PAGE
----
Martin O'Malley barely clears bar to qualify for next Democratic debate

Story highlights

  • Martin O'Malley has been invited to attend a Democratic debate this weekend
  • The former Maryland governor ran the risk of failing to qualify based on his small poll numbers

Charleston, South Carolina (CNN)Martin O'Malley has dodged a bullet.

Despite averaging just 4.6% in Iowa, the Democratic presidential hopeful has been invited to participate in the network's Sunday debate, according to NBC News.
NBC News announced last week that candidates would need an average of at least 5% either nationally or in Iowa, New Hampshire, or South Carolina. But an NBC executive familiar with the criteria previously told CNN that the network would round up from 4.5% if necessary.
So O'Malley barely cleared the bar. The former Maryland governor's national average, as well as his averages in New Hampshire and South Carolina, would not have qualified him for the debate.
NBC News, too, is saved from headaches: In the wake of last week's announcement, O'Malley had railed against NBC News executives for treating the Democratic primary like an episode of "The Apprentice," its reality television show formerly hosted by Donald Trump.
"The news of the day is that some executives at NBC think that the next debate maybe should only have two candidates instead of three," O'Malley said. "Well I've got news for them. This election is not up to NBC executives, not up to pollsters, it's up to you, the people of Iowa."
Both Hillary Clinton and Bernie Sanders, who are running neck-and-neck in Iowa, and far ahead of O'Malley, had called on NBC News to include him in the debate.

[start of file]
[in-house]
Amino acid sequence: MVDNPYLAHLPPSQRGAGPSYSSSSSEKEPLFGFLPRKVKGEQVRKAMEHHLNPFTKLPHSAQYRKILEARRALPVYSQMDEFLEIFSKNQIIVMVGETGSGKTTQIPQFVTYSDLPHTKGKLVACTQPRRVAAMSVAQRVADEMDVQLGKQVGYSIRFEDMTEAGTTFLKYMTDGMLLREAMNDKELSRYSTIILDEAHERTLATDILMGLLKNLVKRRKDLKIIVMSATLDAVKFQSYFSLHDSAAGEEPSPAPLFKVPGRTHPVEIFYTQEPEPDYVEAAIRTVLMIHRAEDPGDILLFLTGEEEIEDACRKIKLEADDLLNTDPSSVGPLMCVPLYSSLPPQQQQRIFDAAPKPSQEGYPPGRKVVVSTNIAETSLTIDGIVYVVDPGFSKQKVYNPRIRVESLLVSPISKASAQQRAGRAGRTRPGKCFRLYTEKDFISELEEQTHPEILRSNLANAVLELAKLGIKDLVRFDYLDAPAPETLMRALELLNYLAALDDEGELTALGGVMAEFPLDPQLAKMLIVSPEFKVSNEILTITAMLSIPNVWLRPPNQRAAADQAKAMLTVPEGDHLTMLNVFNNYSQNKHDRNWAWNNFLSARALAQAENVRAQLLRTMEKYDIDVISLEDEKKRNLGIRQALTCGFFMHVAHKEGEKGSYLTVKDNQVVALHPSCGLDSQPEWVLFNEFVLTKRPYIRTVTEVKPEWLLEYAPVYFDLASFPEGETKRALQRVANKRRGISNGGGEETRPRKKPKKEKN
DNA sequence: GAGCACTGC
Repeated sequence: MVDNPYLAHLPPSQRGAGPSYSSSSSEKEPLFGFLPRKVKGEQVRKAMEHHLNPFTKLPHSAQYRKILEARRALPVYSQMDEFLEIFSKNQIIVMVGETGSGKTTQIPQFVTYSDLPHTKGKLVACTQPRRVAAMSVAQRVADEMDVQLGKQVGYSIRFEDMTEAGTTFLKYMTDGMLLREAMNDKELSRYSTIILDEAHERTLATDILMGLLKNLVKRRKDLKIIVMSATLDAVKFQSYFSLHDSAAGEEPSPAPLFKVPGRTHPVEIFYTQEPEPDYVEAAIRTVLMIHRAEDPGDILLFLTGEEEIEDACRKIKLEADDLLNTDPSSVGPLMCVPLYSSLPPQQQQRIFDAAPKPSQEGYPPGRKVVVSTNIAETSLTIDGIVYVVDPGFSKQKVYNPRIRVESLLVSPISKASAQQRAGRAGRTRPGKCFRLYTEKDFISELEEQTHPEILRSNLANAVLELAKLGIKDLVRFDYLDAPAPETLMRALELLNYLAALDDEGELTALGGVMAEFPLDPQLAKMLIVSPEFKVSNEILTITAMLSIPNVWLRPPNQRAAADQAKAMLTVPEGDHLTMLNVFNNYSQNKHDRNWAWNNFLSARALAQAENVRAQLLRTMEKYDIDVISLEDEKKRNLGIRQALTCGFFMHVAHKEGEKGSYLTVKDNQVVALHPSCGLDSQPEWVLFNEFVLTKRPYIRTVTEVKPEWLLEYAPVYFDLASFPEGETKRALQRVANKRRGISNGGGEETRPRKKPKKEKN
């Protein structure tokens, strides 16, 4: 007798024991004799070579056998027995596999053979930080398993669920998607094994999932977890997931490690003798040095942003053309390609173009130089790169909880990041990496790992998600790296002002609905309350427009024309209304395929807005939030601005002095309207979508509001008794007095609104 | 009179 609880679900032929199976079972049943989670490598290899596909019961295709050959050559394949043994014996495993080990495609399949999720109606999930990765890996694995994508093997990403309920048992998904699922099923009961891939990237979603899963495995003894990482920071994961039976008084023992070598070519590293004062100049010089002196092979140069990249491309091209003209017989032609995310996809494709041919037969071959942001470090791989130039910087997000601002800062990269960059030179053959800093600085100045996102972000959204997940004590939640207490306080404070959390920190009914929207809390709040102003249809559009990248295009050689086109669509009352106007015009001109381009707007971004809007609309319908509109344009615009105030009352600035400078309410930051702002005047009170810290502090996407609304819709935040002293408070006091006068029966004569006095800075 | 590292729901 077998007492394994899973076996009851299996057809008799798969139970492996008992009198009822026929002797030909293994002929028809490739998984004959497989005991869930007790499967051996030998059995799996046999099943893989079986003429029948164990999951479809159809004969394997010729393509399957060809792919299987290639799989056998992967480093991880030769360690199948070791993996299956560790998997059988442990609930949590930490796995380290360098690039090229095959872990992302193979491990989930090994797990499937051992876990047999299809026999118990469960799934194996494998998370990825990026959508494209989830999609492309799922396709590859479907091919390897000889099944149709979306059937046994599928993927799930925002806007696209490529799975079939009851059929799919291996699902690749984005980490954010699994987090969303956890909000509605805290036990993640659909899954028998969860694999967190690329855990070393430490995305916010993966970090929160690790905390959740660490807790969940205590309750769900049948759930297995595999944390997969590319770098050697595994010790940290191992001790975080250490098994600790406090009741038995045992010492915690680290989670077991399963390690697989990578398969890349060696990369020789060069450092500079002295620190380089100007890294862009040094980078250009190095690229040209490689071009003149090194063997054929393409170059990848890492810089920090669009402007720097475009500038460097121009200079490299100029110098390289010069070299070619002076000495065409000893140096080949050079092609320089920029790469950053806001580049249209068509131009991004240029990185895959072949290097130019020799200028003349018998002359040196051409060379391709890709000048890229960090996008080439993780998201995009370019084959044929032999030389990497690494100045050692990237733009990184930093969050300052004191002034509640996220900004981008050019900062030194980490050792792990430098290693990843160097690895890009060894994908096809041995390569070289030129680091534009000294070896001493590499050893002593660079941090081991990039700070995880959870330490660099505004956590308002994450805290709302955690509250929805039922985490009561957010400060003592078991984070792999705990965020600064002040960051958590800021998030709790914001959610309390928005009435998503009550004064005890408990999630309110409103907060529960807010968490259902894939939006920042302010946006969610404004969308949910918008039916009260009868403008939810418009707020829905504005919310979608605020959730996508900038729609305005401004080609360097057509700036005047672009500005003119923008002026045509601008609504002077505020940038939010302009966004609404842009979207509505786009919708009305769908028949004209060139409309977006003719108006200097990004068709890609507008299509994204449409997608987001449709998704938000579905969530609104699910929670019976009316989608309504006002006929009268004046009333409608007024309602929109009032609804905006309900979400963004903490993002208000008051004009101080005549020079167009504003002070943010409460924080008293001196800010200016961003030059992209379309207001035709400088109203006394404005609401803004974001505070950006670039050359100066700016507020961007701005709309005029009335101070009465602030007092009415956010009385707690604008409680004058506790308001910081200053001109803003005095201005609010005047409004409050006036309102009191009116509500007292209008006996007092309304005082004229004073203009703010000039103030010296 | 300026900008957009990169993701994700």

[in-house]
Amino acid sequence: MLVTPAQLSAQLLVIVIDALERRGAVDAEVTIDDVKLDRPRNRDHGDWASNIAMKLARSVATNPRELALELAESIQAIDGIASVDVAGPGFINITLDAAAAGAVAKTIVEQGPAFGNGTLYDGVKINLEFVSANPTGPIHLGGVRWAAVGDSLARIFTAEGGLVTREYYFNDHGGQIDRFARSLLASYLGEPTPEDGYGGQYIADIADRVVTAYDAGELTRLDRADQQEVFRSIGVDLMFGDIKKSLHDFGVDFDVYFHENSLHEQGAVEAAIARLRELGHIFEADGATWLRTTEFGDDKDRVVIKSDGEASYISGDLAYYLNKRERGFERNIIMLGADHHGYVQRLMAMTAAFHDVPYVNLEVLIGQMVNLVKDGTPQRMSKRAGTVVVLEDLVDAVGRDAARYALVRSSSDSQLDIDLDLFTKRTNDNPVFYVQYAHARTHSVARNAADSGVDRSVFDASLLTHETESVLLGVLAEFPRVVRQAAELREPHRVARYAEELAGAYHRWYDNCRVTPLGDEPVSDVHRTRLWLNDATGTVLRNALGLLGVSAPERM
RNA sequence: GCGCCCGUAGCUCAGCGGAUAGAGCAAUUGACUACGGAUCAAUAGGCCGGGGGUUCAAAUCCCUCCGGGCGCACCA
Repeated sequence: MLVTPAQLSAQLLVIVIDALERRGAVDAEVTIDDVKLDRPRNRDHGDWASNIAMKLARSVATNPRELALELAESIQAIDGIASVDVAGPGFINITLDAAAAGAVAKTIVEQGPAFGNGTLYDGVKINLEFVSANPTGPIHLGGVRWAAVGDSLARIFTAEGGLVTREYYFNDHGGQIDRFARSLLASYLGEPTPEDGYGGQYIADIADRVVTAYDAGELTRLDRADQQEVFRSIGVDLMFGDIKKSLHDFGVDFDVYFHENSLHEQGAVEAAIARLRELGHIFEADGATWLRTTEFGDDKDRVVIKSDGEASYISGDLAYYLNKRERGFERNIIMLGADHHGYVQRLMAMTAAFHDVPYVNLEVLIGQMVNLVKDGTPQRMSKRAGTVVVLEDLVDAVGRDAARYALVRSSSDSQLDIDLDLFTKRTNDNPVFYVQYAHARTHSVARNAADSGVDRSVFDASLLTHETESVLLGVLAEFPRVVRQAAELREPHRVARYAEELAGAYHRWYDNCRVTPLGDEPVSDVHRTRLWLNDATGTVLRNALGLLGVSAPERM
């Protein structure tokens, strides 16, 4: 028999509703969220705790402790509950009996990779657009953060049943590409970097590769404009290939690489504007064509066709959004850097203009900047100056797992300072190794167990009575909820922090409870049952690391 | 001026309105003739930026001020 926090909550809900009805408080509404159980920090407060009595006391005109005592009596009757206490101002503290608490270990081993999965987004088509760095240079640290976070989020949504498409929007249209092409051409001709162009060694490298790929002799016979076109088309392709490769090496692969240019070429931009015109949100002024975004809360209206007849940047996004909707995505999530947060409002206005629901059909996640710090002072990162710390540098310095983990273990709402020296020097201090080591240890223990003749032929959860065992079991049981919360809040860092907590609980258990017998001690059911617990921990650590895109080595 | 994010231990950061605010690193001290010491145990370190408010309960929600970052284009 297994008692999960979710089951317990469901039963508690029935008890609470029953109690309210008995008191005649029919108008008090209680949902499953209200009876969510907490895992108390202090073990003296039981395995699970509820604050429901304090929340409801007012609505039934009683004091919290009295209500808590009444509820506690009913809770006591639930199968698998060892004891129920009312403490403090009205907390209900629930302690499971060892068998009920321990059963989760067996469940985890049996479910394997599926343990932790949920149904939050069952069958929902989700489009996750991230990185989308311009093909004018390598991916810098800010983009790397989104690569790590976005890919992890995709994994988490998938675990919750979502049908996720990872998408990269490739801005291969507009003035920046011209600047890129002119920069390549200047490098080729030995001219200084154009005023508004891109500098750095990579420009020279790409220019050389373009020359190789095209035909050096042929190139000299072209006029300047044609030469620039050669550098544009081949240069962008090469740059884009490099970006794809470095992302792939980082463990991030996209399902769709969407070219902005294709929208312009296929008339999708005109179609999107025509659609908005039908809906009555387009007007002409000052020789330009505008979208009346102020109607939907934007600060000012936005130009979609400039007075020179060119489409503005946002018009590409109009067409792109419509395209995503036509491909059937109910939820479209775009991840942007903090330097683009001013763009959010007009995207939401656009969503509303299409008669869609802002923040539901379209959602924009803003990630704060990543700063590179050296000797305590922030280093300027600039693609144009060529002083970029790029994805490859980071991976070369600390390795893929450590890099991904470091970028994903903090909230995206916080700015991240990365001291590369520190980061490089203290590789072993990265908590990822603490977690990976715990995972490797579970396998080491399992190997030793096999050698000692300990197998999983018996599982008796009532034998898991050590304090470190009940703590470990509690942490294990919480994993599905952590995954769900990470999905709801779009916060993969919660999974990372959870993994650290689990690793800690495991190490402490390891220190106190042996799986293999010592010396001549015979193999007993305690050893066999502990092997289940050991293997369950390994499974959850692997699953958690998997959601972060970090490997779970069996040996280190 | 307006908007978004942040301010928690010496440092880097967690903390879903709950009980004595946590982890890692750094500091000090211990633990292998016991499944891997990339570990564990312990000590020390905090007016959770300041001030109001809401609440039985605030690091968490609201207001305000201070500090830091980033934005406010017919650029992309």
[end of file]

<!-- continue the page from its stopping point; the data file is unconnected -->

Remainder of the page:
"We believe all three candidates should participate in the South Carolina debate, and oppose any criteria that might leave someone excluded," Brian Fallon, the press secretary for Clinton's campaign, tweeted.
"What's fair is fair," Bernie Sanders wrote on Twitter. "All three of the Democratic candidates for president should be on the debate stage. Period."
NBC News used a Des Moines Register poll released December 14; a Quinnipiac poll and a Loras poll released December 15; an NBC News/Wall Street Journal poll released January 10, and a Quinnipiac poll released January 12. NBC criteria stated that the polls had to be approved by NBC News and published before January 14.
In its press release, NBC noted that Sunday's debate in Charleston "will be the presidential hopefuls' final chance to face each other directly and make their cases to a national audience before the first ballots are cast in Iowa and New Hampshire."